In retrospect, there’s a really obvious reason Hillary Clinton lost the 2016 election. Everyone was so focused on the drama surrounding two larger-than-life candidates that no one paid enough attention to what was once considered maybe the most fundamental indicator of success in presidential elections. As Clinton’s own adviser James Carville memorably put it: It’s the economy, stupid.
Obama was the first postwar president to never have a single year of gross domestic product growth topping 3 percent. While Obama did inherit a bad recession, after eight years and thousands of questionable economic policies and regulations — including blowing through a trillion dollars of taxpayer money dedicated to “economic stimulus” — the former president has no one but himself to blame that the expected economic rebound after the 2008 housing market crash was alarmingly anemic.
Hillary Clinton was the representative of the incumbent party in the White House, and not only did she not promise a radically different economic vision, she largely vowed to continue Obama’s legacy. Analysts were also so busy deriding Trump’s message as demagogic and simplistic, they rarely noticed he was relentlessly on-message about the economy.
This was not only good messaging, it was strategic. If you’re looking at an electoral map, economically vulnerable voters in the Midwest and Rust Belt who hadn’t particularly benefited from the transition away from manufacturing to a global information economy were those most likely to expand the map for Republicans. Sure enough, those same voters delivered a decisive Electoral College victory to Trump after some news organizations laughably forecast Clinton “has a 99 percent chance of winning.”
Trump’s Economy versus Obama’s
Yet there’s been precious little reflection on the economic failure of the Obama administration, especially in light of the economic boom that has occurred since Trump took office. Fortunately, all this is not lost on Andrew Puzder, the CEO of the Hardee’s and Carl’s Jr. fast food chains, who has written a new book, The Capitalist Comeback: The Trump Boom and the Left’s Plot to Stop It. Puzder, you may recall, was also Trump’s nominee for secretary of labor before he withdrew his name for consideration, but more on that later.
America’s center-left media and business establishment are loathe to alternately credit Trump and blame Obama for the economy, but as Puzder notes it was obvious almost immediately that the business sworld was responding positively to Trump having his hand on the nation’s financial tiller:
Literally from the day he was elected, business confidence soared like a coiled spring let loose from its restraints. The National Federation of Independent Businesses’ Small Business Optimism Index ‘blasted off the day after the 2016 election and remained in the stratosphere for all of 2017.’ By the year’s end, the NFIB Index reached the highest monthly average in its history, exceeding the record year of 2004. According to NFIB Chief Economist Bill Dunkelberg, ‘[w]e’ve been doing this research for nearly half a century, longer than anyone else, and I’ve never seen anything like 2017. The 2016 election was like a dam breaking. Small business owners were waiting for better policies from Washington, suddenly they got them, and the engine of the economy roared back to life.’
On election night, New York Times columnist and Nobel Prize-winning economist Paul Krugman said the stock market would never recover. Puzder, who had been a staunch supporter of Trump during the election, notes in his book that the night of the election he told the BBC he’d be buying into the market after Trump’s victory. The Dow rose more in Trump’s first year in office than any other in its 121-year history.
If anything, signs point to continued success. While the Trump administration didn’t get the 3 percent GDP growth they were hoping for last year, it was still a more than 50 percent increase over the anemic 1.5 percent of Obama’s final year. The GOP tax cut Trump signed into law last December appears to be having very beneficial effects on employment and business investment.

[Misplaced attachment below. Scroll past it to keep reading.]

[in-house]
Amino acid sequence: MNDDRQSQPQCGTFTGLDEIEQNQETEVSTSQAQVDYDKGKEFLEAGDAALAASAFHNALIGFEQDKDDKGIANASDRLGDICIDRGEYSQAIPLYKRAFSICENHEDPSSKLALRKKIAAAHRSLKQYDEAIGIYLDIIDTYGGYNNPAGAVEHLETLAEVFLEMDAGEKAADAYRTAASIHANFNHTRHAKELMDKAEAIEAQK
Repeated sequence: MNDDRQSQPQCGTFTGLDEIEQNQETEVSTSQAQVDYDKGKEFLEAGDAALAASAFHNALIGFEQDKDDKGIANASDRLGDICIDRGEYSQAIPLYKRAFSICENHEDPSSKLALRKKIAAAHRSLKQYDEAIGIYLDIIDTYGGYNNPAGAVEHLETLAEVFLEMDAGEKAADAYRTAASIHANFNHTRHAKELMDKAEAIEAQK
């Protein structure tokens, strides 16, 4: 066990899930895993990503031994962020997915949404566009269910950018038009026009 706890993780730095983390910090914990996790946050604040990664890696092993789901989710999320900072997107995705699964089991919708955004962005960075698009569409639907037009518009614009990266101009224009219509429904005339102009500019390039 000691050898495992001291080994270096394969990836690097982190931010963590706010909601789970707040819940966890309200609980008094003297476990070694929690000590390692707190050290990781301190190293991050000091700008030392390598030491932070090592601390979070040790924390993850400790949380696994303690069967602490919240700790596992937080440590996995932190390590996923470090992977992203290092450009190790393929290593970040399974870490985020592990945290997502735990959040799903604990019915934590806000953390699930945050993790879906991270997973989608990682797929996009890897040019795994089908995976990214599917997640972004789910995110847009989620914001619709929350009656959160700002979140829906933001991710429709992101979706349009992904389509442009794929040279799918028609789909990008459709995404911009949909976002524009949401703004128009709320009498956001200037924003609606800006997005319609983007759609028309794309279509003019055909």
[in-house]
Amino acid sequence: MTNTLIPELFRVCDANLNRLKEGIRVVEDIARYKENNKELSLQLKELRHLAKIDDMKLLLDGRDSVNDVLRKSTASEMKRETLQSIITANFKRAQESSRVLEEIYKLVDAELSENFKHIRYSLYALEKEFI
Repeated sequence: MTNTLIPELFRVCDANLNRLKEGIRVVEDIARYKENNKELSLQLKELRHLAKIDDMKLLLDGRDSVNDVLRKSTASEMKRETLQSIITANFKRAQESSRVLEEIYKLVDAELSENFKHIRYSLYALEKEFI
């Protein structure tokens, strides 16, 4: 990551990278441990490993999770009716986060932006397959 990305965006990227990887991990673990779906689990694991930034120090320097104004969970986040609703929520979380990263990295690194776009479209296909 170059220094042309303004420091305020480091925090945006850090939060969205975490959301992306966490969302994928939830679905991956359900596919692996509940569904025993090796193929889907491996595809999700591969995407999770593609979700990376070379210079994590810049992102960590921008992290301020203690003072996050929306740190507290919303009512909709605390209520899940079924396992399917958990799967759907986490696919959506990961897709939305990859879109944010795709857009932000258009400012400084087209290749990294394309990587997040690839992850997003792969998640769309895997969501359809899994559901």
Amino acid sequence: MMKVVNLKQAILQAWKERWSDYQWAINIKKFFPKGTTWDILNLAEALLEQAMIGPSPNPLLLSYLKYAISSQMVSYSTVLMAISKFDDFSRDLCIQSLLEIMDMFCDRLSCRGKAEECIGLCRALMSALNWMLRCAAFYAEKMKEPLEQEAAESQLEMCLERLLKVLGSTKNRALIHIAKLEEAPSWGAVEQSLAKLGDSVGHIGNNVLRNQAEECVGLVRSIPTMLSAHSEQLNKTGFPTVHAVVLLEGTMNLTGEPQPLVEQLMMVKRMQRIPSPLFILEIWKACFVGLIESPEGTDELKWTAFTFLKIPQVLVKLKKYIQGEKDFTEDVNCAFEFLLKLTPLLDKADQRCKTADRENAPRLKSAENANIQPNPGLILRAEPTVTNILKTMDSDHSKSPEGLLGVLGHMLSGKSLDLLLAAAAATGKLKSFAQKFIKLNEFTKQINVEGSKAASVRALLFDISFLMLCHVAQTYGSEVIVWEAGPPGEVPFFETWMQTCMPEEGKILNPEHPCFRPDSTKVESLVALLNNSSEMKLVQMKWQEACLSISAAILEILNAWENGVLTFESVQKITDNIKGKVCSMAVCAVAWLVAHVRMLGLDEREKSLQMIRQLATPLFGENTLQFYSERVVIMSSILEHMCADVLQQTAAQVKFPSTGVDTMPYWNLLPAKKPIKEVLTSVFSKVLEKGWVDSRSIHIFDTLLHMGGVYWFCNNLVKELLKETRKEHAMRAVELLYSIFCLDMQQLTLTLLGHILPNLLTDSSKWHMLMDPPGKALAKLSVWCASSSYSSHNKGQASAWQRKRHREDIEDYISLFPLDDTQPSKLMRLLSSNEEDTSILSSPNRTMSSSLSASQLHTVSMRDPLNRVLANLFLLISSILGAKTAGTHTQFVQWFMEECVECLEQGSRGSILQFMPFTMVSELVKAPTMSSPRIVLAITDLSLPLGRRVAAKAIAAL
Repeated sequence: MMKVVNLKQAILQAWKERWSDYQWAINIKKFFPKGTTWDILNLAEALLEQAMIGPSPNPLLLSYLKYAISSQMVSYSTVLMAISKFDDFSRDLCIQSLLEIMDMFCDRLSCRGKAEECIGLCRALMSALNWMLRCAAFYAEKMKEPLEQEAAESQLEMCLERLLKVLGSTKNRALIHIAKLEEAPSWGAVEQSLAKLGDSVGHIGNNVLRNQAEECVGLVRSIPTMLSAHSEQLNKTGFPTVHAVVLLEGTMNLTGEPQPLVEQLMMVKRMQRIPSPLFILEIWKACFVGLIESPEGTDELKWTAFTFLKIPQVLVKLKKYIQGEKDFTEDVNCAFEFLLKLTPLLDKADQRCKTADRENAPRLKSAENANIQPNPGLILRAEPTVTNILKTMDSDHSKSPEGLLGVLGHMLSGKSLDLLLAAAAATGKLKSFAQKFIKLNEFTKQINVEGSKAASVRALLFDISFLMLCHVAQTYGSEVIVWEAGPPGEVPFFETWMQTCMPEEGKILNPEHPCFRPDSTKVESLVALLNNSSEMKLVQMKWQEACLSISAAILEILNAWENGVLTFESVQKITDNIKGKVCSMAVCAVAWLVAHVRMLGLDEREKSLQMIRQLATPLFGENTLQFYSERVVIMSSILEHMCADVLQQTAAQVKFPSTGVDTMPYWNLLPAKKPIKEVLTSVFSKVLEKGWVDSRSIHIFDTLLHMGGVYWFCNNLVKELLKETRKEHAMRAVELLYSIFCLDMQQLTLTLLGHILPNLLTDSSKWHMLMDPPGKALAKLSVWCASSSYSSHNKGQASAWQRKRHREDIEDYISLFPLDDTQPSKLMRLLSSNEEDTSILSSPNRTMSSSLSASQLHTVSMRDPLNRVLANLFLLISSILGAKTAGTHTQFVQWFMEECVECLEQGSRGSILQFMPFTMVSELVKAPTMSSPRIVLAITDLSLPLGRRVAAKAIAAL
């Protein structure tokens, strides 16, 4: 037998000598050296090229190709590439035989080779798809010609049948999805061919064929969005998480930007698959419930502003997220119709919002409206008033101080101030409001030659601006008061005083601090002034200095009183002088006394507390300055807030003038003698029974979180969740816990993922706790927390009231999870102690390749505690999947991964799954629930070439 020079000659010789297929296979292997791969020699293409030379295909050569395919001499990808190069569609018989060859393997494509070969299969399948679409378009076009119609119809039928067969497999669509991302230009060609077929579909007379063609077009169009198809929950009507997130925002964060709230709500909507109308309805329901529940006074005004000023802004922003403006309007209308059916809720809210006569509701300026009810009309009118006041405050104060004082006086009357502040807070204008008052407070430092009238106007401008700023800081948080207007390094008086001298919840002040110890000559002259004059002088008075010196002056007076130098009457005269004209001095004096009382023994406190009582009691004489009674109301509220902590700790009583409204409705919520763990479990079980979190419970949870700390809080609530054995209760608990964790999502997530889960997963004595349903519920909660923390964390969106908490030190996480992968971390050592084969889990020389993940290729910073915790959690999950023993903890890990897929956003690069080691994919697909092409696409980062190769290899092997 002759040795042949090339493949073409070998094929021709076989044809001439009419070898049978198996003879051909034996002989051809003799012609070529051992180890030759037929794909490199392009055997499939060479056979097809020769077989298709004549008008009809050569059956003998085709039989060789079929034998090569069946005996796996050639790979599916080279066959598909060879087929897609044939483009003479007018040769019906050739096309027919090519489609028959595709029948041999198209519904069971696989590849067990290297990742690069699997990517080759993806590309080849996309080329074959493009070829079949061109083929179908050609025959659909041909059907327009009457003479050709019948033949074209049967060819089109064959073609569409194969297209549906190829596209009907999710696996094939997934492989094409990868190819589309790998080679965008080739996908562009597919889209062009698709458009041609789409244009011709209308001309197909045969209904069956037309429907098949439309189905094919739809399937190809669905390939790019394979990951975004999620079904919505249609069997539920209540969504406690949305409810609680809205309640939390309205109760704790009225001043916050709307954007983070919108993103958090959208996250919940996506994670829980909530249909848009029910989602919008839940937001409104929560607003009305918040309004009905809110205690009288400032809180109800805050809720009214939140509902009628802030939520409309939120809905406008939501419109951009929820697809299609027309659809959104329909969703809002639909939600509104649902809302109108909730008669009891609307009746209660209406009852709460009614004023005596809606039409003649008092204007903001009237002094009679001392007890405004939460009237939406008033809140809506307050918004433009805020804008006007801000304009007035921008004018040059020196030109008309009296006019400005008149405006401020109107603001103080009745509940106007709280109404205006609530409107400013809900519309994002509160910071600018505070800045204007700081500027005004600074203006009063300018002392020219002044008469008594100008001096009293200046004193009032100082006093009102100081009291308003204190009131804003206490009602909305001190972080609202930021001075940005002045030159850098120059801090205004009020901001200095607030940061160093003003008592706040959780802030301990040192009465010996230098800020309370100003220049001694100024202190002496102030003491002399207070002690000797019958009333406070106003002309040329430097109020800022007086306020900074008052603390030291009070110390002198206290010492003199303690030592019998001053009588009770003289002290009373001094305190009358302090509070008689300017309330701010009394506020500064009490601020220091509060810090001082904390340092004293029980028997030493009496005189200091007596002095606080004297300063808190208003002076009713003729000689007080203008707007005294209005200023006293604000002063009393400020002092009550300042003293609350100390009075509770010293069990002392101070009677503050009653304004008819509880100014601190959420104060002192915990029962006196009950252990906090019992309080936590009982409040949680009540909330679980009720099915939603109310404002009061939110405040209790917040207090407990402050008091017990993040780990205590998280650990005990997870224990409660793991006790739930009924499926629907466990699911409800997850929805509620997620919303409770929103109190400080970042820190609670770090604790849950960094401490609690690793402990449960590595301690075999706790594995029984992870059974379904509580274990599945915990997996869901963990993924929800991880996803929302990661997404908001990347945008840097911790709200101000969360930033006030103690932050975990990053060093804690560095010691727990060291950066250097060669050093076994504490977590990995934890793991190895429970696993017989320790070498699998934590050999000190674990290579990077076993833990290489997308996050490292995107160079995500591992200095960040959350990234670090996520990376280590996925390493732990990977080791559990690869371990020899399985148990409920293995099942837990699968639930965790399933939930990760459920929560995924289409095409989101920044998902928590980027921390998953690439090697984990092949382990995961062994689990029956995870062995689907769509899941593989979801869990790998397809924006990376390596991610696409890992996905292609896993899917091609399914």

Puzder doesn’t stop at ticking off a few indicators. He makes a pretty comprehensive economic case attributing the success thus far of Trump’s economy to specific policies and political sentiments that represent significant improvements over what the Obama administration did. If Puzder’s book did nothing else, it would be a worthwhile contribution, considering how little popular analysis has been done here.
It’s the Regulation, Stupid
In reading The Capitalist Comeback, it’s worth asking why Puzder was generally right about Trump when so many of America’s increasingly politicized boardrooms made the wrong political and economic calculation in 2016. Increasingly, American business is defined and influenced by the outspoken visionaries of Silicon Valley or Wall Street titans.
While these industries are impressive generators of wealth, the tech and financial industries are increasingly downstream from the immediate and practical effects of government meddling in the economy (or, worse, they have entire lobbying shops dedicated to actually creating new rent-seeking regulations designed to hamstring the competition). When you’re a CEO in a more salt-of-the-earth industry such as fast food, you don’t have the luxury of turning a blind eye to regulation.
It’s easy for Democratic politicians to propose feelgood laws such as a $15 minimum wage or the requirement that anyone working more than 35 hours a week must be given health insurance. But if you help employ tens of thousands of entry-level workers, as Puzder does, you’re acutely sensitive to payroll costs and understand all too well how regulatory compliance often hurts workers in lost jobs.
As Puzder makes clear, “I believe it is important for political leaders to hear from those of us who personally know the importance of good jobs to working families, and who also know how government regulations can discourage companies from creating jobs by making it against their economic interests. I’d always been happy to support qualified candidates for office who understood that.” This isn’t just a matter of protecting Puzder’s own interests. It is well documented in Puzder’s book and elsewhere that needless regulations cost American enterprise billions, and these regulations are particularly costly for small businesses, which have historically been the engines driving America’s economic growth.
Again, this is another reason Puzder makes the case that supporting Trump was the smart move for American business. He cites a Competitive Enterprise Institute study that concluded Trump is deregulating the economy at a faster rate than any other president did.